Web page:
Developers could cancel the construction of approximately 5,000 new condominium units in Toronto in response to rising material and labour costs, an analysis conducted by the real estate research firm Urbanation has found.

Urbanation President Shaun Hildebrand shared the results of the analysis with CP24 on Tuesday.

He said building costs that are up approximately 20 per cent year-over-year are now rising “much faster” than real estate, which could result in some projects “no longer being economically feasible to proceed with.”

Rising labour costs amid record low unemployment are also a factor, according to Hildebrand.

“This is being exacerbated by supply chain issues caused by the pandemic and the war in the Ukraine and it is contributing to very, very strong increases in costs to the point now where construction costs for condos are up 20 per cent year-over-year and they are growing much faster than prices,” he said. “It is not just the 5,000 units that are already in the market that could cancel, it is all of the projects that should have launched over the next little while that are no longer going to be entering into the market. So that puts the supply squeeze not only on today but years down the line when these projects ultimately get delivered.”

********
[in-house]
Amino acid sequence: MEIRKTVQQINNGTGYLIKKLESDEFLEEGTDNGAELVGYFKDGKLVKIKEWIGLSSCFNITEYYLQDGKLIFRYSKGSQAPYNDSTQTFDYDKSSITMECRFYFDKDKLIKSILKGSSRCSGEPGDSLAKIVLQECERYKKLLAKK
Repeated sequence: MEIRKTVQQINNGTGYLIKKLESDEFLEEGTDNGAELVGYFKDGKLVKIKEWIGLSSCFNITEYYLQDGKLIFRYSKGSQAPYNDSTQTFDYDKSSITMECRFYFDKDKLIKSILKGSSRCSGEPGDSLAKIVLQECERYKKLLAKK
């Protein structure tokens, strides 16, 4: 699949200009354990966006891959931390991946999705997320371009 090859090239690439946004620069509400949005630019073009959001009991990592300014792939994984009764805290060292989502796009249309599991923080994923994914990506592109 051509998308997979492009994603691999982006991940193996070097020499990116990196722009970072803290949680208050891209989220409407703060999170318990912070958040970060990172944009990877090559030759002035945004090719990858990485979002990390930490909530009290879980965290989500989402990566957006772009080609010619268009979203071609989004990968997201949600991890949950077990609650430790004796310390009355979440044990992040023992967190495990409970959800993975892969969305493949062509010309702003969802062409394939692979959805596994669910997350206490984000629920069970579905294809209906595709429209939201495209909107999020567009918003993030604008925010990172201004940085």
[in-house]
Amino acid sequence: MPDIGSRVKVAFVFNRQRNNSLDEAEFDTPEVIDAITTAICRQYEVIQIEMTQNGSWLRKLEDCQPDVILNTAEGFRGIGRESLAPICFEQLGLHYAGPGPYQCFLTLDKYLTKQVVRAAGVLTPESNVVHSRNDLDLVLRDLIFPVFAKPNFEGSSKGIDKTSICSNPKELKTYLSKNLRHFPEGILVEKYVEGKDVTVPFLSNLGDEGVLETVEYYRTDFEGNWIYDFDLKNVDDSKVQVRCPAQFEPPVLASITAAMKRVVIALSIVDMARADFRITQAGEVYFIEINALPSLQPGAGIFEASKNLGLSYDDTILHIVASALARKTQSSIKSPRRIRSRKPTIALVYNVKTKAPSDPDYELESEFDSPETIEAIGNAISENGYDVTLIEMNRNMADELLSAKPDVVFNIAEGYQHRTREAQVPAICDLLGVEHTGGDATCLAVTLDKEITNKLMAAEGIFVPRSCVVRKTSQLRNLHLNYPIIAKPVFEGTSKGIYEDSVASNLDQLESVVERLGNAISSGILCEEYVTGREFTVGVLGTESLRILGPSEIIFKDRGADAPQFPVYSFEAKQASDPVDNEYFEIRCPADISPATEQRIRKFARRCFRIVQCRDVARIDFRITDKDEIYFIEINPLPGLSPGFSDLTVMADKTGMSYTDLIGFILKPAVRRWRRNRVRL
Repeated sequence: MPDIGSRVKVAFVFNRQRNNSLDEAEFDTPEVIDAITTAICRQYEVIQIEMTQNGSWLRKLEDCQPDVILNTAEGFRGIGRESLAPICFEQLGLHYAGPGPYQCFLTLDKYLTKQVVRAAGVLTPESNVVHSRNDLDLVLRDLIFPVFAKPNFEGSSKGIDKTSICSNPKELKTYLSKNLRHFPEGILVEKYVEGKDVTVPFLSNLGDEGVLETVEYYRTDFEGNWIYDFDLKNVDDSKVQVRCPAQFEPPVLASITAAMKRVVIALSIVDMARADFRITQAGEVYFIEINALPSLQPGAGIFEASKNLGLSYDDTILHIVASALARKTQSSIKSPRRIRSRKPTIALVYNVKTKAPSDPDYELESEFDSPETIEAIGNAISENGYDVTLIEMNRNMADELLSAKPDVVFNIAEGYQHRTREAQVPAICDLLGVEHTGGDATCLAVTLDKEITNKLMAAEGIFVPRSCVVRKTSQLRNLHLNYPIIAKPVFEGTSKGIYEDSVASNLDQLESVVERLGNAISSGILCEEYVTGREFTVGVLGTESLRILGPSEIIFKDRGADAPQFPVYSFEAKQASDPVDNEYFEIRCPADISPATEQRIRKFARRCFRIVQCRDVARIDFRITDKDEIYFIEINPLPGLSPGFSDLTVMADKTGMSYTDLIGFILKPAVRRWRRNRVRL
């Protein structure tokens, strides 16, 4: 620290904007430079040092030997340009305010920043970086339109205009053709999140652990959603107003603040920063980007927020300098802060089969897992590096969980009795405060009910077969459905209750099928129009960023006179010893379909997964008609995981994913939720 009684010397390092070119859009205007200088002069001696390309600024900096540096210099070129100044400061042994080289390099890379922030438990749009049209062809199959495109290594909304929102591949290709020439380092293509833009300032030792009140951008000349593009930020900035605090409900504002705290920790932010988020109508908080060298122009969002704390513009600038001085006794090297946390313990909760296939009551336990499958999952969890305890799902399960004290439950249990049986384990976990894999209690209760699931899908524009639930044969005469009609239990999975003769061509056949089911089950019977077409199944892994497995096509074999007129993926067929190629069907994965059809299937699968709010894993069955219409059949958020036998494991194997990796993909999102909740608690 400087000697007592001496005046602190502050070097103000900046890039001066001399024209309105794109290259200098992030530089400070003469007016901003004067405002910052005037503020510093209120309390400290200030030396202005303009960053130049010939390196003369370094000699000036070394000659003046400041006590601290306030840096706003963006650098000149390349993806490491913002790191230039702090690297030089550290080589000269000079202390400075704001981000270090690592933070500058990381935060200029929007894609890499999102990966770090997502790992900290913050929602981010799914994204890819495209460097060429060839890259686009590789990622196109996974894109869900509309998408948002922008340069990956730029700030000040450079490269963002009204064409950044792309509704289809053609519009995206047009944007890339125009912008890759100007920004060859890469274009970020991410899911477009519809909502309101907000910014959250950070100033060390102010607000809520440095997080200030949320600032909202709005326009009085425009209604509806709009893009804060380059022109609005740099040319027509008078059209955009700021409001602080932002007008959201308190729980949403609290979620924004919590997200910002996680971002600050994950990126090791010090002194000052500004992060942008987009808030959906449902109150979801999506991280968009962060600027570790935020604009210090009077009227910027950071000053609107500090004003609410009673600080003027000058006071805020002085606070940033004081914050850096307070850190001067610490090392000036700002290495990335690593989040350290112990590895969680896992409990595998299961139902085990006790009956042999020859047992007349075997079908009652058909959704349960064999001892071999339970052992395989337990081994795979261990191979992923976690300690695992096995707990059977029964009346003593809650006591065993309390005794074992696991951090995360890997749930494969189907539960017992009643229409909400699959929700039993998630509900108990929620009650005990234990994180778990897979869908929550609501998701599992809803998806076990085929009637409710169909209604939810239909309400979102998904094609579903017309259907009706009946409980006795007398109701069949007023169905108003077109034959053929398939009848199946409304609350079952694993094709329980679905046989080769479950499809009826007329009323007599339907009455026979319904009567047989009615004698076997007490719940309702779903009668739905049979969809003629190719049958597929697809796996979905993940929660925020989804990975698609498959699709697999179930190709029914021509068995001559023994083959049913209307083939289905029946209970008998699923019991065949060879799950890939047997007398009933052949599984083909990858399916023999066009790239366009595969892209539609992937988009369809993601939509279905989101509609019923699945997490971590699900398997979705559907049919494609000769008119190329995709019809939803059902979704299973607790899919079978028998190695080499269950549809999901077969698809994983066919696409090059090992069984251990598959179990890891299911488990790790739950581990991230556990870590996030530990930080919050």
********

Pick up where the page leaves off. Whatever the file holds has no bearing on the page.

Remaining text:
Real estate prices have already started to soften amid an aggressive interest rate tightening cycle being taken by the Bank of Canada.

Hildebrand said that Toronto has been in the midst of a “condo boom” for some time, so overall supply should remain strong with about 87,000 units currently under construction and 33,000 more in the pre-construction stage.

But he warned that there will be some “collateral damage” due to the fact that “costs are rising very quickly at a time that prices are starting to soften.”

In that case he said that buyers will be entitled to have their deposits returned to them under Ontario law, but not necessarily with appreciation.

“Unfortunately, it could be years between when that deposit is paid and when they actually get their money back and in the interim prices could have escalated quite a bit and they are not usually able to get that appreciation from that deposit, which in some cases shoves the purchasers out of the market,” he said.

Data from the Toronto Region Real Estate Board has previously suggested that home prices have now fallen for three straight months. The average price of a Toronto home was, however, still up 10 per cent year-over-year in May.